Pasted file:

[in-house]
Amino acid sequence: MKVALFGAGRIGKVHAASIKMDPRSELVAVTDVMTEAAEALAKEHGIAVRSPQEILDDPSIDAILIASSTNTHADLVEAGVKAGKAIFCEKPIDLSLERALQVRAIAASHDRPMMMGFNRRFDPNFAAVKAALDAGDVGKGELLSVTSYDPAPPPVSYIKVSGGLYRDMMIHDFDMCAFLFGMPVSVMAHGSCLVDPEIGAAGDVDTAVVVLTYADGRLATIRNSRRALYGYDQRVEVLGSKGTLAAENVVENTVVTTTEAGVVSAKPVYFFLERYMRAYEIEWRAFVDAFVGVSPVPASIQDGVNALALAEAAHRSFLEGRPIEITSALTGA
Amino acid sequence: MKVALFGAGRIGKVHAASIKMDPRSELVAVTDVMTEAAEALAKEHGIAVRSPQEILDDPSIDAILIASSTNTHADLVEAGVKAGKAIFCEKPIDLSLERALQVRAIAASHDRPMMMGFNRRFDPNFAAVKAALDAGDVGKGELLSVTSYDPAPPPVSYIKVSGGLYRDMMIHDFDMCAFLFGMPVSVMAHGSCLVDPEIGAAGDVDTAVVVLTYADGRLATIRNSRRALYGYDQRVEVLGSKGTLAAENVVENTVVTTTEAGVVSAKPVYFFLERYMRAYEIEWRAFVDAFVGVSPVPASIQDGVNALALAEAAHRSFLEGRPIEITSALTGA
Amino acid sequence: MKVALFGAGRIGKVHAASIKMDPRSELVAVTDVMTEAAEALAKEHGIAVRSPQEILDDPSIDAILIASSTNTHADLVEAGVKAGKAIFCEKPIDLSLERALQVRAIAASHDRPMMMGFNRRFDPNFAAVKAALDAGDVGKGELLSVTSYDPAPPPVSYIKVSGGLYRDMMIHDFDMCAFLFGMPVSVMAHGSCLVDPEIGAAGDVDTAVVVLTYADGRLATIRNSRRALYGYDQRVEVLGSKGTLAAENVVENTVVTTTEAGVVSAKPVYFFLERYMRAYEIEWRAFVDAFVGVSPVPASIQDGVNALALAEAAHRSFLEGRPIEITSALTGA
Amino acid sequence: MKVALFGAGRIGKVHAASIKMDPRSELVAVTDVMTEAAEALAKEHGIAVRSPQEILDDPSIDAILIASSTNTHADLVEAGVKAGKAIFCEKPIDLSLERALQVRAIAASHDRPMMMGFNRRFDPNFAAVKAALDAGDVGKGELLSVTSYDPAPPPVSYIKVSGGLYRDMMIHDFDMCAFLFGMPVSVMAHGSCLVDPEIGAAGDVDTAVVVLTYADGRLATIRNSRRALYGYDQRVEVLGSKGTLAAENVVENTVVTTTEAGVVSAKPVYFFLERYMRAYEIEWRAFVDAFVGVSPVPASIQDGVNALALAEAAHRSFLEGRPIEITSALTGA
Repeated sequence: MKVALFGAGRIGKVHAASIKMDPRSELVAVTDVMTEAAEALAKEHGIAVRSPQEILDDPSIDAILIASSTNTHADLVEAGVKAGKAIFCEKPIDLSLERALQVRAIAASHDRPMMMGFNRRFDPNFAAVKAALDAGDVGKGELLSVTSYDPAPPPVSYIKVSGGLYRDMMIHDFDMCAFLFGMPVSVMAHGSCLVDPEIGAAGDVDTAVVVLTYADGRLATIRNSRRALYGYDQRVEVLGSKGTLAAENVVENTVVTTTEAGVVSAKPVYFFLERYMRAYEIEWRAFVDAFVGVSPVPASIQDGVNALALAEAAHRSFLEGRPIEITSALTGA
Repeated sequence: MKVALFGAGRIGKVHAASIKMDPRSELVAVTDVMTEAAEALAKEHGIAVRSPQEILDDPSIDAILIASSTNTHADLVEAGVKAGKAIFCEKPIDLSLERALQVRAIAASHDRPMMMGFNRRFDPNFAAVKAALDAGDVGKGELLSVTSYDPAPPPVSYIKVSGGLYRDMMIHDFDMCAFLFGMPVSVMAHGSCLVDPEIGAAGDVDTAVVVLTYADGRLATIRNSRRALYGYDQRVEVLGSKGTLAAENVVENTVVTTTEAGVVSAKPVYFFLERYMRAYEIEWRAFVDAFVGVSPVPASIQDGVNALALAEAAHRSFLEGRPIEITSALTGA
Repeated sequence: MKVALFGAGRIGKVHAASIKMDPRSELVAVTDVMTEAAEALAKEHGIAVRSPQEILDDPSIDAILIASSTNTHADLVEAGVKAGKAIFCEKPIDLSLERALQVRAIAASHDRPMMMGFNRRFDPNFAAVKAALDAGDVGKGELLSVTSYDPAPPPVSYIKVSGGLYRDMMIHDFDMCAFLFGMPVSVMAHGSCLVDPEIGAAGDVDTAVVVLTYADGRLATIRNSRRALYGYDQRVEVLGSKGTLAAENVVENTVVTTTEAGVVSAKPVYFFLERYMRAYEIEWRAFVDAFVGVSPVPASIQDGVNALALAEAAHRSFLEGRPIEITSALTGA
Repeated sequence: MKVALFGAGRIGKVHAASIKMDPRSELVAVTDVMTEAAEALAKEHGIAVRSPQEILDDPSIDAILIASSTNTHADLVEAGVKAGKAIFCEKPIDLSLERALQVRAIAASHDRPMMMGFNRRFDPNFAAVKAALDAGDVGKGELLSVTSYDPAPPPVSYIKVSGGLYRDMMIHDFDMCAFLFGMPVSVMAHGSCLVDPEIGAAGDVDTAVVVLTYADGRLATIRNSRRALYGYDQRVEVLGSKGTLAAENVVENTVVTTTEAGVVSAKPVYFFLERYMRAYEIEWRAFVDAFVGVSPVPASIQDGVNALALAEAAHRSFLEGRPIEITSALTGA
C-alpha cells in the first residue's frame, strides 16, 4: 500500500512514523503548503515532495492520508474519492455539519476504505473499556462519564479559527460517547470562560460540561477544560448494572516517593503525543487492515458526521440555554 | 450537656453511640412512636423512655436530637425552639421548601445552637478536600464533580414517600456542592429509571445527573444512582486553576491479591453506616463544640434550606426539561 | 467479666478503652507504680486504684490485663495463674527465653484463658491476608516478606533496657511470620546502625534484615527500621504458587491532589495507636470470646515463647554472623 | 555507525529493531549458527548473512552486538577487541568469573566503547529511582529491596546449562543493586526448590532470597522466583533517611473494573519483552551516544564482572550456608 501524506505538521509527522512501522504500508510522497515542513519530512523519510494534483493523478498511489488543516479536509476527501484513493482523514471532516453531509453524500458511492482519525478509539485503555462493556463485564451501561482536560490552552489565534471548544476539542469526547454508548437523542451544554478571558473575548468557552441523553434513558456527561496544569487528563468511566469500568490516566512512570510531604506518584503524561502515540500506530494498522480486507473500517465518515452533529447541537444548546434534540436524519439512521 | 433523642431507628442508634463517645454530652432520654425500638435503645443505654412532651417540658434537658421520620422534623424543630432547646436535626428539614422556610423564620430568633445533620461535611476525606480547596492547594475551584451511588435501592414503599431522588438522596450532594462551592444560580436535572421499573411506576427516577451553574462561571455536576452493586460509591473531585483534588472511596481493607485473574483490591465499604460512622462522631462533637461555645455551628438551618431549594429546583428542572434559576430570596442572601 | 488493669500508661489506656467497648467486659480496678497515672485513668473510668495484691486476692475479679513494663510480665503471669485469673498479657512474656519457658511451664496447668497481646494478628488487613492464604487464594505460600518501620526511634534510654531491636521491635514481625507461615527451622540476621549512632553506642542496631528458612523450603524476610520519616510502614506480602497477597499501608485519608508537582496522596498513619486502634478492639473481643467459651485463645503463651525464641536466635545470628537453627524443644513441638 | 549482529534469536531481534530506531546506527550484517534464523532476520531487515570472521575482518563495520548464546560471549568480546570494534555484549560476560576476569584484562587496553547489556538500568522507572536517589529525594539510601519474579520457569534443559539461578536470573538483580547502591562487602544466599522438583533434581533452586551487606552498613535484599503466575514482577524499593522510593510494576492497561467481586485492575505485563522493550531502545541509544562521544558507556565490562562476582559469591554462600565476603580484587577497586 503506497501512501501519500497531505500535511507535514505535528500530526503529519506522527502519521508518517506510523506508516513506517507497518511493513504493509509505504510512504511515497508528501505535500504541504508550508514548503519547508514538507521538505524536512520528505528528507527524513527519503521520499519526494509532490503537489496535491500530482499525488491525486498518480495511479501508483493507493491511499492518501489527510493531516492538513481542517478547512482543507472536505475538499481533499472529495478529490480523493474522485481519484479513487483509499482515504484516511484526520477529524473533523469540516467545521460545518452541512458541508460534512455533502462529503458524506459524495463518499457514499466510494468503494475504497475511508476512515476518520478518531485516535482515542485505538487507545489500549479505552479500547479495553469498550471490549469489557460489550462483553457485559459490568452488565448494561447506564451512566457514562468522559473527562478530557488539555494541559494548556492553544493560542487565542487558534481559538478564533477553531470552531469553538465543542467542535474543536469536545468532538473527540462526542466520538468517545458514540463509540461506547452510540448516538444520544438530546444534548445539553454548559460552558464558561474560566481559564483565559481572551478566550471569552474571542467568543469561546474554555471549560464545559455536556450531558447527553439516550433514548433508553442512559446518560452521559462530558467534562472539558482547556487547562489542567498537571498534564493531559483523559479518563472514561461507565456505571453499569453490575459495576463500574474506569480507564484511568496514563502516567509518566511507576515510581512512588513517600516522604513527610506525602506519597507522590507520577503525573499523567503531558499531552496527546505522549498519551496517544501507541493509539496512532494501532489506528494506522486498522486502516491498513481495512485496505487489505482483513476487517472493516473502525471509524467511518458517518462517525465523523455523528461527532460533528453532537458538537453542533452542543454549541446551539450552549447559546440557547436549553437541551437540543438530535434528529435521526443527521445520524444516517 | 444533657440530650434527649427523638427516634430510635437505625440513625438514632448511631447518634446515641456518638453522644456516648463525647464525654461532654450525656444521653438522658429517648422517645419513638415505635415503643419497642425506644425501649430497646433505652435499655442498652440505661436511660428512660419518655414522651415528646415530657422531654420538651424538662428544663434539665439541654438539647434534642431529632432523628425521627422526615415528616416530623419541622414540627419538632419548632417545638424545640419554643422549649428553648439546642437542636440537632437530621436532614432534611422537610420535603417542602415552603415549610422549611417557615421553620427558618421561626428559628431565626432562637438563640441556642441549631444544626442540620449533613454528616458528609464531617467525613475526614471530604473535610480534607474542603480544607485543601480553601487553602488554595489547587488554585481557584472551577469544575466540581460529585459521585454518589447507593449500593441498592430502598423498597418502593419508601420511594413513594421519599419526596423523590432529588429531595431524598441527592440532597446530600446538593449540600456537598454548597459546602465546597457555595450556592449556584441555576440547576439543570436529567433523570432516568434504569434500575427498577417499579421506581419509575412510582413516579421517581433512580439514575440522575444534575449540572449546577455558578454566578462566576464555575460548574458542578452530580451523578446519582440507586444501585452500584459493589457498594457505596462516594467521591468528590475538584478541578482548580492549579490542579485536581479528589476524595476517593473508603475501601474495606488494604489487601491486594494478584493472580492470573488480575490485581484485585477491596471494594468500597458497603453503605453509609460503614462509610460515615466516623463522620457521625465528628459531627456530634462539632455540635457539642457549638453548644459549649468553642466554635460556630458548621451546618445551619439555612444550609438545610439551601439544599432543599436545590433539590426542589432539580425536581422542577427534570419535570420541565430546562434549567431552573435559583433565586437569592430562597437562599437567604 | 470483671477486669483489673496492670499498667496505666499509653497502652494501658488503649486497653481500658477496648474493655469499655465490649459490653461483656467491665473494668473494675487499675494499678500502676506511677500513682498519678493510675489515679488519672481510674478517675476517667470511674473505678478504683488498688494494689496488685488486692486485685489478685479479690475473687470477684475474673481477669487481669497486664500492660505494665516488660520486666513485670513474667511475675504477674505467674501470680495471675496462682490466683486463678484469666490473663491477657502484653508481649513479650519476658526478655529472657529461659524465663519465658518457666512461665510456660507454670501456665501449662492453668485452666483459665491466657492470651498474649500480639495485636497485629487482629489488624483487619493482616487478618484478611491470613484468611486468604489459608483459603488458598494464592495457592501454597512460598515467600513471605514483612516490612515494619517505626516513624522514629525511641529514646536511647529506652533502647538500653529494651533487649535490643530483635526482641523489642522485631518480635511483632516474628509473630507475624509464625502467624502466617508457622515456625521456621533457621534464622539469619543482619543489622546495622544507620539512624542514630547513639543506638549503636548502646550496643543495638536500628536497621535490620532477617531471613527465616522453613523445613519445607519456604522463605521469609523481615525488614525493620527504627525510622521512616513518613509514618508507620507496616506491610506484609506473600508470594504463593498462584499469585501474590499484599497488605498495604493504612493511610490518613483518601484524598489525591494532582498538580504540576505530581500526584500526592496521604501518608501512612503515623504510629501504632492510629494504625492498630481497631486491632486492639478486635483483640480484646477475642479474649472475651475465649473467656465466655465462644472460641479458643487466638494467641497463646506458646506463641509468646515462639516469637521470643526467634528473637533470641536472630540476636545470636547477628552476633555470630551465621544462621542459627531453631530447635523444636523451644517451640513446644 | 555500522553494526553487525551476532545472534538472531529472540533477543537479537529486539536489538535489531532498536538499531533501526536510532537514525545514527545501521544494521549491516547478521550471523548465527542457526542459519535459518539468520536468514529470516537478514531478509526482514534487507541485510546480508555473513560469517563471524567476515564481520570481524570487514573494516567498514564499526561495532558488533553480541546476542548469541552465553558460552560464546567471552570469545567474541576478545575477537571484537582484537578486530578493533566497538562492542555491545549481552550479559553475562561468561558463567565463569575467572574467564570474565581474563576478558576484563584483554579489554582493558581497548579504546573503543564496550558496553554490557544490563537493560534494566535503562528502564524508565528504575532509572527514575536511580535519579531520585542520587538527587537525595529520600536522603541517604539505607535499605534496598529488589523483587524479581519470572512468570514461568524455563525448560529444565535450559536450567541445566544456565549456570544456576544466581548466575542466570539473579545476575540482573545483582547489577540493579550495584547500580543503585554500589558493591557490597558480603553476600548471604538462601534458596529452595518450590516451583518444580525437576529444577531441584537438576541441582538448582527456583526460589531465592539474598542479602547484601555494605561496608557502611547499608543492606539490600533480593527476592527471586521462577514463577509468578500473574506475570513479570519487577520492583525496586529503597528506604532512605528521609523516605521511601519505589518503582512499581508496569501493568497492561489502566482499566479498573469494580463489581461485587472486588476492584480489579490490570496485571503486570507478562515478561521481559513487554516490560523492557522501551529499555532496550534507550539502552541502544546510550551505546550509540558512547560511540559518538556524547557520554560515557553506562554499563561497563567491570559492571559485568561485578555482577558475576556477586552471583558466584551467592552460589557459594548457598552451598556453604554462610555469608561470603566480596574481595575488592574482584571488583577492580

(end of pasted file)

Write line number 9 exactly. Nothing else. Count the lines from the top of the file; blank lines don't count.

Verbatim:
Repeated sequence: MKVALFGAGRIGKVHAASIKMDPRSELVAVTDVMTEAAEALAKEHGIAVRSPQEILDDPSIDAILIASSTNTHADLVEAGVKAGKAIFCEKPIDLSLERALQVRAIAASHDRPMMMGFNRRFDPNFAAVKAALDAGDVGKGELLSVTSYDPAPPPVSYIKVSGGLYRDMMIHDFDMCAFLFGMPVSVMAHGSCLVDPEIGAAGDVDTAVVVLTYADGRLATIRNSRRALYGYDQRVEVLGSKGTLAAENVVENTVVTTTEAGVVSAKPVYFFLERYMRAYEIEWRAFVDAFVGVSPVPASIQDGVNALALAEAAHRSFLEGRPIEITSALTGA